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The Braves need more production from the bottom of the lineup

The Braves offense is currently too top heavy and other guys are going to need to step up.

MLB: Washington Nationals at Atlanta Braves Dale Zanine-USA TODAY Sports

The Braves offense is eighth in the majors in runs scored this season and third in home-runs hit. Overall, that side of the ball has been solid this season. The problem is, most of that damage, basically all of that damage, is coming from four spots in the order.

Here’s the breakdown:

Spots 1-4 in the order this season have collectively hit .293/.383/.591 for a .964 OPS and a 166 wRC+.

Spots 5-9 in the order collectively this season have hit .171/.255/.235 for a .490 OPS and a 42 wRC+.

Yes, that says a .490 OPS and a 42 wRC+. More than half of Atlanta’s lineup has hit like a really good pitcher so far this season. Essentially, Ozzie Albies, Matt Olson, Austin Riley and Marcell Ozuna are doing all the lifting, while the rest of the offense is being dragged along for the ride. That .255 OBP from the last five spots in the order is a large reason why the Braves haven’t hit a home-run with a runner on base since Riley’s opening day two-run homer. The guys who are doing damage are constantly coming up to the plate with no one on base. Consider the fact that Matt Olson has a 240 wRC+ this season, has been one of the best offensive players in baseball, and only has two RBI this season. And both of those came from when he knocked himself in with a homer.

When you consider how few guys have contributed to the offense it’s not really surprising the Braves scored 5+ runs in back-to-back games for the first time Friday and Saturday in San Diego. Of the 13 home runs the team has hit over the first 10 games, 12 of them have been hit by those first four guys. And 12 of them have been solo shots. The other ten position players that have appeared in a game this season have combined to hit one home-run. So not getting on-base, and not hitting for power. Other than that, they’re doing great.

Just contact at all has been an issue for most of the lineup. Those top four guys have just an 18 % strikeout rate this season, which is tremendous when you consider a.) they’re hitting for a ton of power and b.) that number is accompanied by a 12% walk rate. For the bottom five, it’s been the exact opposite. Collectively, they’ve produced a 28% strikeout rate to just a 9% walk rate. And as stated above, those strikeouts haven’t come with any power to offset them.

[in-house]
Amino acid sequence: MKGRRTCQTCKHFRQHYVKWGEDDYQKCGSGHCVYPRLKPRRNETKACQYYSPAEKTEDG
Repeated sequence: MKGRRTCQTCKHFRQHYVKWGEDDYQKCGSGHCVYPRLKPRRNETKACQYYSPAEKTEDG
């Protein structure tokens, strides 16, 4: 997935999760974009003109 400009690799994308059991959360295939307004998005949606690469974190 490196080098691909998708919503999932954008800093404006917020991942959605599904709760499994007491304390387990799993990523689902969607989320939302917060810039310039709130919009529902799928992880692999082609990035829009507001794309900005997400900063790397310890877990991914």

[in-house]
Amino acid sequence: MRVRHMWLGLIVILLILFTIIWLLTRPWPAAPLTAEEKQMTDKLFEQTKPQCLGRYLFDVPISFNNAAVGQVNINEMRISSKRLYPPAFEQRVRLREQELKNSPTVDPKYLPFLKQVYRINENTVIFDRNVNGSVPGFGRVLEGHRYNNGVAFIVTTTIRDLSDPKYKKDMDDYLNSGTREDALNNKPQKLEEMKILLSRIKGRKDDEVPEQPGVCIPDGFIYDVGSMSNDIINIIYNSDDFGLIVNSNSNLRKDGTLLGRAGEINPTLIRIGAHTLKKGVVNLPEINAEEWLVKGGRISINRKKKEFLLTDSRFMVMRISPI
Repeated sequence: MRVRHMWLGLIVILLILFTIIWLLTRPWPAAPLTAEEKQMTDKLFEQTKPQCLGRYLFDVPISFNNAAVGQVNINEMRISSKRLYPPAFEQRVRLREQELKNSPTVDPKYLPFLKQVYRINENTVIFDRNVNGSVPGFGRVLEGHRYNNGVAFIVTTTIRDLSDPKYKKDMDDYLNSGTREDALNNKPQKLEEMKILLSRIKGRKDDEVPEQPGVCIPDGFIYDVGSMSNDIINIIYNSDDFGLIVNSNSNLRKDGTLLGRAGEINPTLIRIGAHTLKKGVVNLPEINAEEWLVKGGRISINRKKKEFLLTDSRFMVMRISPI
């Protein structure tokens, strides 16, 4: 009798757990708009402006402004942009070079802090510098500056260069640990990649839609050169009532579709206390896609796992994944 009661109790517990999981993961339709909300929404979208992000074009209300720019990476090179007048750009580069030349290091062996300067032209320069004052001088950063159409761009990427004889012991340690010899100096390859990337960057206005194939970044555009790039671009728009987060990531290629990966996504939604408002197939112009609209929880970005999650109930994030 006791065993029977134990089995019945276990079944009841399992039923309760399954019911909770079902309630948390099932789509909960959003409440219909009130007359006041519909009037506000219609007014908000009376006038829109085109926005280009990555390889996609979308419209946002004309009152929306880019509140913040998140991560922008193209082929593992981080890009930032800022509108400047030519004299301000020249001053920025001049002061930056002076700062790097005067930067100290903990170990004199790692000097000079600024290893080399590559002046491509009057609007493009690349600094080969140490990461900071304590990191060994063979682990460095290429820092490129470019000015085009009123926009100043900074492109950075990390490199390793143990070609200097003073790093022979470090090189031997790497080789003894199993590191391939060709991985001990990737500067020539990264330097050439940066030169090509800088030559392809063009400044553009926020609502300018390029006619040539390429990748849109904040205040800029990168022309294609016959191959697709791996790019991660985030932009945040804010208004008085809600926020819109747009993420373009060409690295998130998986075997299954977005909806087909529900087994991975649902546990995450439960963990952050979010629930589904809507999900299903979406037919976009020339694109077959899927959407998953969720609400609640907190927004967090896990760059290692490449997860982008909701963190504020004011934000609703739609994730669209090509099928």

On and individual level, some of the guys are more concerning than others. Duvall only has a .328 wOBA this season but his batted ball profile has produced a .352 expected wOBA. And considering how well he’s played center field to start, there shouldn’t be much worry about him. It’s been the same story with d’Arnaud, who has only produced a .276 wOBA but again, he has profile that’s produced a .330 xwOBA. Bad luck and randomness have played larger roles in their slow starts than anything else.

The real concern lies with guys like Eddie Rosario and Dansby Swanson, who both have gotten off to terrible starts and no amount of digging into raw data is going to reveal a different story. Rosario has 1 hit in 33 plate appearances this year for an amazing -33 wRC+. And the batted ball data isn’t telling all that different of a story as his xwOBA sits at .237 for this season. Add in the defensive adventures in RF and it’s actually tough to imagine a worse start to the season. Out of the 167 qualified position players that have appeared in a major league game this season, Rosario ranks 167th at -0.5 fWAR.

Swanson is his own mess of troubles. His triple slash line is currently sitting at .138/.238/.253 for a 42 wRC+ and what’s amazing is his, his BABIP is sitting right at .300. When he puts the ball in play he’s getting his share of hits, he’s just not putting the ball in play. Swanson is up to 18 strikeouts in 42 plate this season for a whopping 43% strikeout rate. Unless you’re doing Giancarlo Stanton type damage every time you make contact, there’s essentially no way to be successful striking out that much.

The good news is, as stated above, even with most of the middle and bottom of the order contributing barely anything to the cause, the Braves are still producing at a decent offensive clip. That’s how absurd the top four guys have been. And not only that, but there’s big time help coming as it was announced yesterday Ronald Acuña Jr is beginning his rehab assignment in Gwinnett this week. He immediately slots in at the top of the order whenever he gets back and obviously adds more depth to a lineup in desperate need of more depth.

And that’s important because Albies, Olson, Riley, and Ozuna aren’t going to keep up this pace forever. Matt Olson isn’t going to finish the season with a 240 wRC+. Even as guys like Duvall or d’Arnaud step up their production, it will be offset by the top four coming back down to earth. Adding Acuña back back is the key. That and getting absolutely anything from the bottom of the order.

The full season outlook for the offense hasn’t changed since Opening Day, simply because there’s too much offensive talent on this team to worry. But there is currently a chasm between what the top four guys in the lineup are producing vs everyone else on the team. And to sustain long-term success, that gap needs to get smaller.

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